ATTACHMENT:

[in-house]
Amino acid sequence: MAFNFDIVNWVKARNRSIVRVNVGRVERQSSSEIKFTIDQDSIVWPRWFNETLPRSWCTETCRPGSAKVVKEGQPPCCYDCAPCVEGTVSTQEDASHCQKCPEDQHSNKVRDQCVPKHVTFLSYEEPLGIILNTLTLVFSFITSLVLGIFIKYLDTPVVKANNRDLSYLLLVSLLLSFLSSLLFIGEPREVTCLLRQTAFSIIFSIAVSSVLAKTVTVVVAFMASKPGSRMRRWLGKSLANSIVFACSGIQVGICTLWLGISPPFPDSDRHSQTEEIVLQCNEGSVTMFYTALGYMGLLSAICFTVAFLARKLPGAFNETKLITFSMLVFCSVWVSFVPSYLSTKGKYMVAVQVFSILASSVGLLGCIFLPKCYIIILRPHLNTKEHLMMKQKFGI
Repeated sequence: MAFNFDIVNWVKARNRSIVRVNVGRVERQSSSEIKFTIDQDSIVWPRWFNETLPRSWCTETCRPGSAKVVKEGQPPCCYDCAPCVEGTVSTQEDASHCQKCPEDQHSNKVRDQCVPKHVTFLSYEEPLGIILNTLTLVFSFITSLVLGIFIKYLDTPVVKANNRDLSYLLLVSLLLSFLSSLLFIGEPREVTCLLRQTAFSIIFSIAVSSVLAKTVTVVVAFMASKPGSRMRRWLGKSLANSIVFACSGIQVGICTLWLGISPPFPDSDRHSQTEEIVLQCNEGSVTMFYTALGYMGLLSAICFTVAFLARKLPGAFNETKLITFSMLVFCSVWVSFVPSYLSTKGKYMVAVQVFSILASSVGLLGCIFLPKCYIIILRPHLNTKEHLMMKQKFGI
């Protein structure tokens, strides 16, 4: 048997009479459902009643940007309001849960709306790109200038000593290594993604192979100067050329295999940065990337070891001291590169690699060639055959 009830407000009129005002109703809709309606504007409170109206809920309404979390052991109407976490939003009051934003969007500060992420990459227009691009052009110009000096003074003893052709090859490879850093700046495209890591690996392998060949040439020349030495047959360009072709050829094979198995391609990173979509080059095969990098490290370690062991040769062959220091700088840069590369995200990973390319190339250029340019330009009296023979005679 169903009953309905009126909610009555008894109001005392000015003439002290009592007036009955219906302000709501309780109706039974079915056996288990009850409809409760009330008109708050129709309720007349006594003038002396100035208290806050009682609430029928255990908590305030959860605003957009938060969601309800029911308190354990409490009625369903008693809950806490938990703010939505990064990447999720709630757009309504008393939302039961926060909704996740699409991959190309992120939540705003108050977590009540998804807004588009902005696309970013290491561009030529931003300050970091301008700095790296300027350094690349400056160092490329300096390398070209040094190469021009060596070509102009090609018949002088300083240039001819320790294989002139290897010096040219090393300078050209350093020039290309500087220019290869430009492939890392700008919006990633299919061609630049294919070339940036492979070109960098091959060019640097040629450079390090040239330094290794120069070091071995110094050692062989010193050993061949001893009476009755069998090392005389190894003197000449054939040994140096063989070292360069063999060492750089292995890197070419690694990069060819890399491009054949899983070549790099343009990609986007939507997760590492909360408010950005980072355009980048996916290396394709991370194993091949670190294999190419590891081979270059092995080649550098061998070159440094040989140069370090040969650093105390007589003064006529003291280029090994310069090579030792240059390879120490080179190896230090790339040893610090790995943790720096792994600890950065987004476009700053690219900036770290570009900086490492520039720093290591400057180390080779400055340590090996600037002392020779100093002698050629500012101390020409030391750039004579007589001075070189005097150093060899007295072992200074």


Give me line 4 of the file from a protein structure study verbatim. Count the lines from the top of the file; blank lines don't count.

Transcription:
């Protein structure tokens, strides 16, 4: 048997009479459902009643940007309001849960709306790109200038000593290594993604192979100067050329295999940065990337070891001291590169690699060639055959 009830407000009129005002109703809709309606504007409170109206809920309404979390052991109407976490939003009051934003969007500060992420990459227009691009052009110009000096003074003893052709090859490879850093700046495209890591690996392998060949040439020349030495047959360009072709050829094979198995391609990173979509080059095969990098490290370690062991040769062959220091700088840069590369995200990973390319190339250029340019330009009296023979005679 169903009953309905009126909610009555008894109001005392000015003439002290009592007036009955219906302000709501309780109706039974079915056996288990009850409809409760009330008109708050129709309720007349006594003038002396100035208290806050009682609430029928255990908590305030959860605003957009938060969601309800029911308190354990409490009625369903008693809950806490938990703010939505990064990447999720709630757009309504008393939302039961926060909704996740699409991959190309992120939540705003108050977590009540998804807004588009902005696309970013290491561009030529931003300050970091301008700095790296300027350094690349400056160092490329300096390398070209040094190469021009060596070509102009090609018949002088300083240039001819320790294989002139290897010096040219090393300078050209350093020039290309500087220019290869430009492939890392700008919006990633299919061609630049294919070339940036492979070109960098091959060019640097040629450079390090040239330094290794120069070091071995110094050692062989010193050993061949001893009476009755069998090392005389190894003197000449054939040994140096063989070292360069063999060492750089292995890197070419690694990069060819890399491009054949899983070549790099343009990609986007939507997760590492909360408010950005980072355009980048996916290396394709991370194993091949670190294999190419590891081979270059092995080649550098061998070159440094040989140069370090040969650093105390007589003064006529003291280029090994310069090579030792240059390879120490080179190896230090790339040893610090790995943790720096792994600890950065987004476009700053690219900036770290570009900086490492520039720093290591400057180390080779400055340590090996600037002392020779100093002698050629500012101390020409030391750039004579007589001075070189005097150093060899007295072992200074």